Pete Dye | 1993

There’s a two word descriptive that adorns West Virginia license plates.  It refers ostensibly to the natural beauty of the landscape, but is equally applicable to the finest golf course in the state.  Because just like West Virginia itself, the Pete Dye Golf Club is also Wild, Wonderful.

While a typical golf course can be built in a couple of years’ time, it took a full sixteen years—longer than it took to build the Brooklyn Bridge, about the same amount of time it took to construct the Taj Mahal--- to complete the Pete Dye Golf Club.

The golf course sprawls over 275-plus acres on a 1,200-acre property that was originally un-reclaimed mine land.  For those unfamiliar with the mining business, it’s hard to fathom how ghastly the property was before Dye began the decade-and-a-half restoration process.  Picture Dante’s Nine Circles of Hell, but in this case the circles were gob piles, (which are smoldering slag heaps of coal) a strip mine pit (now a sparkling four-acre lake at the club’s entrance) coal waste, sulfur balls, carbonaceous matter, abandoned equipment, scattered mine posts, scraggly weeds and withered vegetation.  The laudatory turnaround from earthen abscess to dazzling golf course, this incredible refurbishment of abandoned mine land, is probably the main reason why the Pete Dye Golf Club is one of the master’s “must-see” creations, and truly one of his greatest achievements.

Drama abounds throughout the acreage.  There are waterways snaking throughout the property, plenty of elevation changes, split level fairways, ravines, and expansive waste bunkering.  Though generous from the tee box, it’s an exacting course from an approach shot perspective, and exciting at every turn.  The greens at the Pete Dye Golf Club mimic the drama of the surrounding landforms.  They tilt and pitch in every direction, much like the fairways.  This sensibility is at its apex on the dizzying 17th.  Standard adjectives for undulation don’t suffice, so perhaps the best descriptive is “warped.”  Which come to think of it, is a word that’s often been used by frustrated golfers to describe the architect’s sense of humor.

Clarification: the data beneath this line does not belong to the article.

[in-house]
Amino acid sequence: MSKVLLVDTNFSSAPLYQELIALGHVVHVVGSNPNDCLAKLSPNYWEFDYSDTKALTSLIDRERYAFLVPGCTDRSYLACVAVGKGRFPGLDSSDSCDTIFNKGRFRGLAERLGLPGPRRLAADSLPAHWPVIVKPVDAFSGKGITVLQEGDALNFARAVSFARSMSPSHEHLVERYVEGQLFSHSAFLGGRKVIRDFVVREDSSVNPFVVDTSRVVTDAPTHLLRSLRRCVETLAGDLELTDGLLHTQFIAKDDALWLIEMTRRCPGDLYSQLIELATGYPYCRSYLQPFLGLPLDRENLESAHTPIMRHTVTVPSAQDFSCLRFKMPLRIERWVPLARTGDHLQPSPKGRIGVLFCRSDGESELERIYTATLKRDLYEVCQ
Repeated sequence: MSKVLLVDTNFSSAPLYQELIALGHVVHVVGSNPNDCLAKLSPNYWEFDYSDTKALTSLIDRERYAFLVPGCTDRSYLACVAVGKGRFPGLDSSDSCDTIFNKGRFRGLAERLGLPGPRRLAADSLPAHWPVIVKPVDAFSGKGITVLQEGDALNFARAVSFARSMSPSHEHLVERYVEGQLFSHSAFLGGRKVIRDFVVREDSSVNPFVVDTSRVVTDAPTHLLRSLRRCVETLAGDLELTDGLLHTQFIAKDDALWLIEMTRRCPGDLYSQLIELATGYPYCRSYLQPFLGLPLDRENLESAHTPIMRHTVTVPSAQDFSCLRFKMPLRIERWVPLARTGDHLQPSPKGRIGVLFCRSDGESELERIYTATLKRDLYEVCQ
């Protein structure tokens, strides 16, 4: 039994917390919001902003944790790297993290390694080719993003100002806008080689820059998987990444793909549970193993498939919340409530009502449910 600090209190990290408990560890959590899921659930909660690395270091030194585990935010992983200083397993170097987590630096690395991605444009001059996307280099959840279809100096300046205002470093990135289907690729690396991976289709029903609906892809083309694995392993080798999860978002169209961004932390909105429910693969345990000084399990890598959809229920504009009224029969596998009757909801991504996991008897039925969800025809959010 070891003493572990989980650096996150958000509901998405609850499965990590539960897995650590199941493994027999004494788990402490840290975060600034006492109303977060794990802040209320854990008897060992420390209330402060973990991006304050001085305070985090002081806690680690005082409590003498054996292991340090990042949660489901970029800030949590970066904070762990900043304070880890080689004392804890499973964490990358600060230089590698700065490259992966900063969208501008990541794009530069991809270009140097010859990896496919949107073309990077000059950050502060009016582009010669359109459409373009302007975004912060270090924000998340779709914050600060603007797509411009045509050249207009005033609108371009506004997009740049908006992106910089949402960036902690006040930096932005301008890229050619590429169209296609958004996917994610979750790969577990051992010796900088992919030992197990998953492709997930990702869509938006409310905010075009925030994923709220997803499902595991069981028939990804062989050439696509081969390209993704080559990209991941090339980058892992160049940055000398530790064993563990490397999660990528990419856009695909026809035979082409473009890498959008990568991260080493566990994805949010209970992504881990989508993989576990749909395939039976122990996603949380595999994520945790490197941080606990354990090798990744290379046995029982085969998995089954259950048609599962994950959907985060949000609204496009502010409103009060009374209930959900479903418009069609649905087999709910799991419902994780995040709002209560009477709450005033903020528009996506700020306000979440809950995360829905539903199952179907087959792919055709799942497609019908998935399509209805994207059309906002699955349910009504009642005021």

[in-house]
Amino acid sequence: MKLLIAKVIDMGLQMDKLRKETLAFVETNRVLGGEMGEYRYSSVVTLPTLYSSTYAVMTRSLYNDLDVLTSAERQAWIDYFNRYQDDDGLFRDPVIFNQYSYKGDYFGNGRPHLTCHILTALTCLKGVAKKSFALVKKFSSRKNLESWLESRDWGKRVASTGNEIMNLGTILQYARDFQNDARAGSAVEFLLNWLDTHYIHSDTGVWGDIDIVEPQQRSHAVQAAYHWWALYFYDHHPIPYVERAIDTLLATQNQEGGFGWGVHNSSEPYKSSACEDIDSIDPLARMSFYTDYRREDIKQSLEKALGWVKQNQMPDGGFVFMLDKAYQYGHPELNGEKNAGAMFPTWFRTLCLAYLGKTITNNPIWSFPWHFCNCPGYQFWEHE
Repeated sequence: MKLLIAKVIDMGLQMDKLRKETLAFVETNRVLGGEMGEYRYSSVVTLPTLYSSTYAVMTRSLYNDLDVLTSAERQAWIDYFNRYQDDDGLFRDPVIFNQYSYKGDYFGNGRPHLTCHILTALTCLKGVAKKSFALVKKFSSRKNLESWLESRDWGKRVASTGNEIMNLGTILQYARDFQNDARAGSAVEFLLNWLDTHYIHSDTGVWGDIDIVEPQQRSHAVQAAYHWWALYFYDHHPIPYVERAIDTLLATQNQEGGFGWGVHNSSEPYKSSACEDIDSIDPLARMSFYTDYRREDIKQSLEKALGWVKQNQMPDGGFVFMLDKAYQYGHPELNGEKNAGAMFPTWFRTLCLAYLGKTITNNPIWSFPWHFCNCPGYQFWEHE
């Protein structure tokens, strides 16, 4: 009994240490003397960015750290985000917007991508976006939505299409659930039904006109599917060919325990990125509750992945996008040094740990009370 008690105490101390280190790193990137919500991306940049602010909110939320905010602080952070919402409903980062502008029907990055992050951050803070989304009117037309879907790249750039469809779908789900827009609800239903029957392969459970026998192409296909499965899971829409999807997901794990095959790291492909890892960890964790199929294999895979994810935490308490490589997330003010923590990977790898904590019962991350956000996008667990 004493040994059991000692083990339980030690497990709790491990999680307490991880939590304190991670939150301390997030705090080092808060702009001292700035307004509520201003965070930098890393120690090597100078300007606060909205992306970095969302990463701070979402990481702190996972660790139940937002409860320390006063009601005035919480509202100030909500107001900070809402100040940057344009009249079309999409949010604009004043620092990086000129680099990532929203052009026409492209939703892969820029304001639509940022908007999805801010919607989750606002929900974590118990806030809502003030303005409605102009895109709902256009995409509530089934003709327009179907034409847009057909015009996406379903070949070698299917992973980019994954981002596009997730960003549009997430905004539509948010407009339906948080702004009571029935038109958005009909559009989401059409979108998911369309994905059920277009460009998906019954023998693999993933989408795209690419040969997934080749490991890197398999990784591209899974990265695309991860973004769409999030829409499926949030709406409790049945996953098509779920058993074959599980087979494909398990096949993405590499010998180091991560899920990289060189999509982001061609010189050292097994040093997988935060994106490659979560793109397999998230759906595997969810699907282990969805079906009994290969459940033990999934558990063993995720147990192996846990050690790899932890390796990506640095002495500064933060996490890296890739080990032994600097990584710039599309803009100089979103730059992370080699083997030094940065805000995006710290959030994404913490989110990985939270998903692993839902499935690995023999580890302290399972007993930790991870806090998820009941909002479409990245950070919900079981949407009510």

As the years dragged on, cynical observers might have thought the prospects of ever completing the project were as tenuous as a canary in a coal mine.  But slowly and surely, this dazzling course sprung from the landscape.  “I will say that it’s eighteen of the most exciting and memorable holes that I have ever built on one course,” offers Dye.

“From when we first met Pete until the time the course was finally completed, he built some of his most renowned courses, including the Stadium Course at TPC Sawgrass, the Ocean Course at Kiawah Island, and Blackwolf Run, among others,” states Jimmy LaRosa, the property’s original developer.  “We were privileged to witness and benefit from the evolution of Pete Dye, and it’s no surprise that our course is so highly acclaimed in its own right.”

The coal car at the club’s entrance gate sets the tone, but there are other reminders of the property’s origins at every turn.  There is a rotary car tipple and multiple attached coal cars adjacent to the tenth fairway.  There is a pair of thousand-foot smokestacks used as a distant aiming point off the fifth tee, and a gargantuan ventilation return near the first green.  But the most distinctive manmade feature is the honest-to-goodness mine tunnel that connects the sixth green and seventh tee.  Players go subterranean, moving through a dank channel, a gloomy reminder of the hardship and harsh reality of a miner’s life.  Transitioning from bright sunlight into dim shadow, the temperature plummets noticeably while making the hundred-yard walk beneath the mountain. It is just one of the reasons why this stark homage to the coal industry, perfectly juxtaposed between stunning golf holes, is one of the coolest accoutrements in golf.